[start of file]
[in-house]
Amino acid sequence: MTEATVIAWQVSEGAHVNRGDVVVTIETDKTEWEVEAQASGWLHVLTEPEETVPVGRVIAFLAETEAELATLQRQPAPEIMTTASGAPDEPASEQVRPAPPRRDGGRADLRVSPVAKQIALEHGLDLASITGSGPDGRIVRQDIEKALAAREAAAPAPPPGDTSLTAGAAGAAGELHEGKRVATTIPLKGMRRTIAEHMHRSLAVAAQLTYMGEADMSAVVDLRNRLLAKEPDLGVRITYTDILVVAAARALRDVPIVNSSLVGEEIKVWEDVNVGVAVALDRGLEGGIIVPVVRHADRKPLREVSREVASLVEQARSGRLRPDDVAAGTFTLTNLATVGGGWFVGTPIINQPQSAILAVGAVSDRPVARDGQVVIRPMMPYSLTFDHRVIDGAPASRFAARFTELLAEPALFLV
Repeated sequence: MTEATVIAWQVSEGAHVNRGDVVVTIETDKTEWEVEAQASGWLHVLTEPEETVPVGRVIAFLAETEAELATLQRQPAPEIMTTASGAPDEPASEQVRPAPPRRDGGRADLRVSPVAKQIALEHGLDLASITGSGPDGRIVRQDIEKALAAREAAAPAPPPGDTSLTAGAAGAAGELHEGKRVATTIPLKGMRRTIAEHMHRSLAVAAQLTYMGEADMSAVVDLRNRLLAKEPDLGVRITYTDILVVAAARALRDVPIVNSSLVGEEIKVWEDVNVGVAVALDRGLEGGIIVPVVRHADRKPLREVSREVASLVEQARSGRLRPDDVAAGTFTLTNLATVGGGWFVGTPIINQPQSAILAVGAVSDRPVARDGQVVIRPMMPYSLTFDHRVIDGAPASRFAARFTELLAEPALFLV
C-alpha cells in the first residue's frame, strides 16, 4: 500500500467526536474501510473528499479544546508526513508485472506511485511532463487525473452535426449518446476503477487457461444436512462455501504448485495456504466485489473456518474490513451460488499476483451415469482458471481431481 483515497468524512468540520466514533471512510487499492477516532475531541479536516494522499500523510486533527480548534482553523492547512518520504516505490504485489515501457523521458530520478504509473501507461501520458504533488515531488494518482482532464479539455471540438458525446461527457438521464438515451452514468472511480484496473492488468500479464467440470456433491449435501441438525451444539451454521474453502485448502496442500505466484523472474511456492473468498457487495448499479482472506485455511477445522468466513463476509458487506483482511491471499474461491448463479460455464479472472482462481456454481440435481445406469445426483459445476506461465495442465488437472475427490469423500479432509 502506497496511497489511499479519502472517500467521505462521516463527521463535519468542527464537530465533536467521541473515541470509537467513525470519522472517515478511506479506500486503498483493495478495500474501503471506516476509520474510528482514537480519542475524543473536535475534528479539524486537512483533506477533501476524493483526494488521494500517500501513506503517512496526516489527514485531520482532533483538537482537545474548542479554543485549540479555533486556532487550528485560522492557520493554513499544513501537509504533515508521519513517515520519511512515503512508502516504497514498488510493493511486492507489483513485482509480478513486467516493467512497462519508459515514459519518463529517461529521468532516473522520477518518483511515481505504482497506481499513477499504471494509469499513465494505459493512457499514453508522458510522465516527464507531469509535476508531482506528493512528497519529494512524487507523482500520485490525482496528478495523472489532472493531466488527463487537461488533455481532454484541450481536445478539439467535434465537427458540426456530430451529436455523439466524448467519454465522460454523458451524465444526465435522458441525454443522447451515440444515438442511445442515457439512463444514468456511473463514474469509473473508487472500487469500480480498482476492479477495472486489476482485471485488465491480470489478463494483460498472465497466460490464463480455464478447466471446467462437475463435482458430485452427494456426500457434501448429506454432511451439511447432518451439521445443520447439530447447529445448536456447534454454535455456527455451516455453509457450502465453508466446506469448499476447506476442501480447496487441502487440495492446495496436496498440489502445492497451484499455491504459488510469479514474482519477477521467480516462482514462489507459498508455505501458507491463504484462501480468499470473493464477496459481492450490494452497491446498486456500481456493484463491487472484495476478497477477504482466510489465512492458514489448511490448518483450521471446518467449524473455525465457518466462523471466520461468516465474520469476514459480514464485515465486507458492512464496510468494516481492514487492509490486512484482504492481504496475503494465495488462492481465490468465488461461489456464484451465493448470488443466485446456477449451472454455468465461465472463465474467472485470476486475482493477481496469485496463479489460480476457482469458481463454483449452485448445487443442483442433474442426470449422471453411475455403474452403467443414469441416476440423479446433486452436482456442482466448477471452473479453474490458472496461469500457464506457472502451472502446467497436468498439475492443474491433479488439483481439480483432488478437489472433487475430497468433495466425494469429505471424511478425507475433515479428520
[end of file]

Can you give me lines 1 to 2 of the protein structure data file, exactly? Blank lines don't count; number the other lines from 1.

[in-house]
Amino acid sequence: MTEATVIAWQVSEGAHVNRGDVVVTIETDKTEWEVEAQASGWLHVLTEPEETVPVGRVIAFLAETEAELATLQRQPAPEIMTTASGAPDEPASEQVRPAPPRRDGGRADLRVSPVAKQIALEHGLDLASITGSGPDGRIVRQDIEKALAAREAAAPAPPPGDTSLTAGAAGAAGELHEGKRVATTIPLKGMRRTIAEHMHRSLAVAAQLTYMGEADMSAVVDLRNRLLAKEPDLGVRITYTDILVVAAARALRDVPIVNSSLVGEEIKVWEDVNVGVAVALDRGLEGGIIVPVVRHADRKPLREVSREVASLVEQARSGRLRPDDVAAGTFTLTNLATVGGGWFVGTPIINQPQSAILAVGAVSDRPVARDGQVVIRPMMPYSLTFDHRVIDGAPASRFAARFTELLAEPALFLV